Gov. Phil Murphy signed two pieces of legislation Thursday to assist student loan borrowers who are struggling with repayment.
One of the two bills signed Thursday, Senate Bill 3125/Assembly Bill 4475, offers alternate payment options for borrowers who experience financial hardship in repaying loans made through the New Jersey College Loans to Assist State Students program.
This legislation makes the Repayment Assistance Program (RAP) and the Household Income Assistance Repayment Plans (HIARP) permanent features of the NJCLASS program, building on the initial creation of these programs as part of the past two NJCLASS bond indentures. No state appropriation is used to finance NJCLASS loans, which are funded entirely through private activity revenue bonds issued by the New Jersey Higher Education Student Assistance Authority (HESAA).
“Addressing student loan debt not only makes a crucial difference in individuals’ lives and careers, but it also helps boost New Jersey’s economy as a whole,” Murphy said. “By making more affordable repayment options available through the new programs that HESAA has launched that are now codified into law, we will enable college graduates to live and thrive here in the Garden State.”
RAP and HIARP work to help struggling borrowers avoid defaulting on their loans. When all parties to an eligible NJCLASS loan face financial hardship, RAP and HIARP offer reduced monthly payments calculated to be affordable based on the combined household income of all of the parties to the loan. During RAP, all payments are applied to the outstanding principal balance, so borrowers can pay down their balance without accruing additional interest. HIARP provides additional payment relief when all parties to the loan continue to face financial hardship after exhausting two years of RAP eligibility, starting with standard NJCLASS loans originated on or after June 1, 2018. HIARP extends the repayment term to 25 years from the date of origination. During the HIARP period, borrowers’ payments will be applied directly to principal, interest will continue to accrue on the loan, and any remaining balance at the end of 25 years will be forgiven.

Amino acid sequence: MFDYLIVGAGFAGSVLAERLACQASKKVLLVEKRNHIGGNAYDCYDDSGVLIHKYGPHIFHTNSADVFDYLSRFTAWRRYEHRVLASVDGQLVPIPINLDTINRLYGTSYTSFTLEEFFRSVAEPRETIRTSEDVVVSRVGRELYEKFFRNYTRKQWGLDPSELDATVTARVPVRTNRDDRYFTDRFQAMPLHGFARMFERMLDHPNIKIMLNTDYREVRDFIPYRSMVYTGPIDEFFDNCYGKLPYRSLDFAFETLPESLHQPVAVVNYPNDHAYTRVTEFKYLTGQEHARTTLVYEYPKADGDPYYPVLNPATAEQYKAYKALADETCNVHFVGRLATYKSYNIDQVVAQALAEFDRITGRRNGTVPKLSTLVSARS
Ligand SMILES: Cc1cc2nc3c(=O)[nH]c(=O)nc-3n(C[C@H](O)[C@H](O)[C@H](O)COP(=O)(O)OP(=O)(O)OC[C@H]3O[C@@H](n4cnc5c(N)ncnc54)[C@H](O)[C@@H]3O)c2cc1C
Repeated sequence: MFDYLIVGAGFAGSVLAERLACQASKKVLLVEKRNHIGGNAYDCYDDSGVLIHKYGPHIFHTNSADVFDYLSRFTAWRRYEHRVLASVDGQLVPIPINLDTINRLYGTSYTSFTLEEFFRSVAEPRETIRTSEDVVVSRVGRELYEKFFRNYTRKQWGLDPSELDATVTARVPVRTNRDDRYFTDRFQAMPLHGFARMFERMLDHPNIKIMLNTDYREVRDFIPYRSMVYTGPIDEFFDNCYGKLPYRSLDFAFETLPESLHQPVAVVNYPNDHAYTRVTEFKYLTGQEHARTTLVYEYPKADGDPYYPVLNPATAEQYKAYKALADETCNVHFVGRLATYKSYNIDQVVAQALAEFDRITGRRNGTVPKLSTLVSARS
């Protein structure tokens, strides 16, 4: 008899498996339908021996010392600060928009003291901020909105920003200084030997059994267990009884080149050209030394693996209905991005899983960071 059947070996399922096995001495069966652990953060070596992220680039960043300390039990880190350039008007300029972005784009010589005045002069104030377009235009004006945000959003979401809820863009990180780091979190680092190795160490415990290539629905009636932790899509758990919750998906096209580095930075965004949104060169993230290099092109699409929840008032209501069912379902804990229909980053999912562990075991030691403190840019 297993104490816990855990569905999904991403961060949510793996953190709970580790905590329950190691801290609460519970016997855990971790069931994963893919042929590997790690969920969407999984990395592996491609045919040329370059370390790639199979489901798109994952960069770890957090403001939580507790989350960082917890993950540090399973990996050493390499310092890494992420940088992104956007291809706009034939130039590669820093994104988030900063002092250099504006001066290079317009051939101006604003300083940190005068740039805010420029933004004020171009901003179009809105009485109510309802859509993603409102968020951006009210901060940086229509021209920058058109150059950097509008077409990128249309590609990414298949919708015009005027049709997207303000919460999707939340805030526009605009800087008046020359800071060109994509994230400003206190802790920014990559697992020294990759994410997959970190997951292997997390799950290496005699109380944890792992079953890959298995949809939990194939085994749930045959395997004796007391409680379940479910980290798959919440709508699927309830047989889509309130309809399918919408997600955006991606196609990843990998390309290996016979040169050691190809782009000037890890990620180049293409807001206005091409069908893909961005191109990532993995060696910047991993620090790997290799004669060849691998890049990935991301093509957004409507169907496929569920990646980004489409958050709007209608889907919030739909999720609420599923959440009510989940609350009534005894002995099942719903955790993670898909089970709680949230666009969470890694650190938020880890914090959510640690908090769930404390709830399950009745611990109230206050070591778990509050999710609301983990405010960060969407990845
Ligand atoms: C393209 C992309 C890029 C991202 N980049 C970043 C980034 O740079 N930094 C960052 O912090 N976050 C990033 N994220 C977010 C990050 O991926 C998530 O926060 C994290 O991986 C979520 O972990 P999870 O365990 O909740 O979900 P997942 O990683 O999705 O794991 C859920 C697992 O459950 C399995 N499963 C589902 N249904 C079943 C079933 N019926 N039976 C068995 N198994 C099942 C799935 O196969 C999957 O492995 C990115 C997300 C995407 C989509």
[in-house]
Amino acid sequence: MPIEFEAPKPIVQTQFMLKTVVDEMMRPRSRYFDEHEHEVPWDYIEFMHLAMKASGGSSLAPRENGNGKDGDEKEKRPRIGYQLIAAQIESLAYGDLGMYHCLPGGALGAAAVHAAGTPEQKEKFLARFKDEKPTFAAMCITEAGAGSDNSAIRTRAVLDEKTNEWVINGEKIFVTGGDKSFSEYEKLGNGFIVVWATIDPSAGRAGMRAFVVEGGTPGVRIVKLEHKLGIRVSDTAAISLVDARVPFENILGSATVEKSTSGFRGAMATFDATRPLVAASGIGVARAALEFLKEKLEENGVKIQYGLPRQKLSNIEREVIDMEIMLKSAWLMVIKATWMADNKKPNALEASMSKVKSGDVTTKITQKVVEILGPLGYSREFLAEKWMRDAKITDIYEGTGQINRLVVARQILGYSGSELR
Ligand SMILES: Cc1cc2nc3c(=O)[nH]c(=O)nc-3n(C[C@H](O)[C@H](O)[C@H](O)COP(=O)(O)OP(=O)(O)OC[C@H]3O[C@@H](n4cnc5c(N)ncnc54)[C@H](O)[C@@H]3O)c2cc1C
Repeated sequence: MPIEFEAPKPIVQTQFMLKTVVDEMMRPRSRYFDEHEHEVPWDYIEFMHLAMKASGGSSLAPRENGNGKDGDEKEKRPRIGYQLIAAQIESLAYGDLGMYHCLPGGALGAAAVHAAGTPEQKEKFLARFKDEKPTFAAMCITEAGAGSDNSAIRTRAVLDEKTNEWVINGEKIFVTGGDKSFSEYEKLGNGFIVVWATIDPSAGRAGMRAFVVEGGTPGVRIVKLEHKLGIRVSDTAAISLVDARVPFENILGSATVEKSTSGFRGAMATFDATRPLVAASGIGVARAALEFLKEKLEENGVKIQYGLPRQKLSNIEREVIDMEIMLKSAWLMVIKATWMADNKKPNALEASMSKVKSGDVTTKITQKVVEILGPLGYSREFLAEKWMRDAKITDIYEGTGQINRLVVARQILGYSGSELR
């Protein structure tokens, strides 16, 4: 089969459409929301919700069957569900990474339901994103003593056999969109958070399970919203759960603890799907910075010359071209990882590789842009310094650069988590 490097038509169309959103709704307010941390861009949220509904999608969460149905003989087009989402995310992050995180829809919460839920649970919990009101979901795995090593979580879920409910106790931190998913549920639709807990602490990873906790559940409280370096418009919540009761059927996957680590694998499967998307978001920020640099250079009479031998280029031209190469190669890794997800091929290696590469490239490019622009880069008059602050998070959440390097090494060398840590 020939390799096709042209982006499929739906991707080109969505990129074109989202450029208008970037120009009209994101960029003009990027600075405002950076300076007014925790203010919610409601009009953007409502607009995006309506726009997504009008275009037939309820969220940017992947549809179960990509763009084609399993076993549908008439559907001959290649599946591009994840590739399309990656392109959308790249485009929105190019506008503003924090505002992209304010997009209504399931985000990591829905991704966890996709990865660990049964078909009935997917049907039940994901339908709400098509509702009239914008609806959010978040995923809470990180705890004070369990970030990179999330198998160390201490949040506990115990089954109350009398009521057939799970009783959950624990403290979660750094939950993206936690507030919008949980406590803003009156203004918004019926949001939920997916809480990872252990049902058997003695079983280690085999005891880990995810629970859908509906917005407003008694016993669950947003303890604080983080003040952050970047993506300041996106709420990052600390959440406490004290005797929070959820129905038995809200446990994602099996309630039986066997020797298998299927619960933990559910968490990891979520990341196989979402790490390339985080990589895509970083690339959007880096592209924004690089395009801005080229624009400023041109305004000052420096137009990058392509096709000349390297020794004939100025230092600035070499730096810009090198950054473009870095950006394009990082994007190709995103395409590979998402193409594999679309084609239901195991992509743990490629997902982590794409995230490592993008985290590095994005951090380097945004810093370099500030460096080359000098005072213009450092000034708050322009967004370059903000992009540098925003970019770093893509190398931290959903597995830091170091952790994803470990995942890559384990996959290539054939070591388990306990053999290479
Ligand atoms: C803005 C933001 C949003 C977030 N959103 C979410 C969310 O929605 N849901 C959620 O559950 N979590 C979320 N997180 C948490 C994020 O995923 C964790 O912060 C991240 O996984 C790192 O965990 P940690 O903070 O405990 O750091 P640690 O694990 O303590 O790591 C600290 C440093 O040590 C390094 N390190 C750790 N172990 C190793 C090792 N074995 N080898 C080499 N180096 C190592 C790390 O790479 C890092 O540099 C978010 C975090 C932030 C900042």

The second bill signed Thursday, Senate Bill 3149/Assembly Bill 4623, enables borrowers and co-signers to repay defaulted loans through reasonable installment plans that ensure NJCLASS loans are repaid. The law codifies HESAA’s process for settlements allowing borrowers to repay defaulted loans through more affordable monthly payments, and enabling HESAA to repair the credit ratings of borrowers who consistently comply with such payment plans.
“Higher education should provide an affordable pathway to a better life,” said Secretary of Higher Education Zakiya Smith Ellis. “That’s why the recently released state plan focuses on strategies to enhance college affordability, including ensuring students have manageable options to repay their student loans. The bills the Governor signs into law today will be an important step in fulfilling this promise of affordable options as outlined in the state plan for higher education.”
Beverly Brown Ruggia, financial justice organizer for New Jersey Citizen Action, applauded Murphy for signing these bills into law.
“Too many New Jerseyans are trapped in a vicious cycle of crushing payments, damaged credit and dwindling economic opportunities because of overwhelming student debt,” Brown Ruggia said. “These bills demonstrate the desire and intent of HESAA’s new leadership to implement meaningful reforms that restore the mission of the agency to help, not hinder, students in paying for their education. We have a lot more work to do, but we thank Gov. Murphy, HESAA Director David Socolow, the bills’ sponsors and the state Legislature for making these reforms the law.”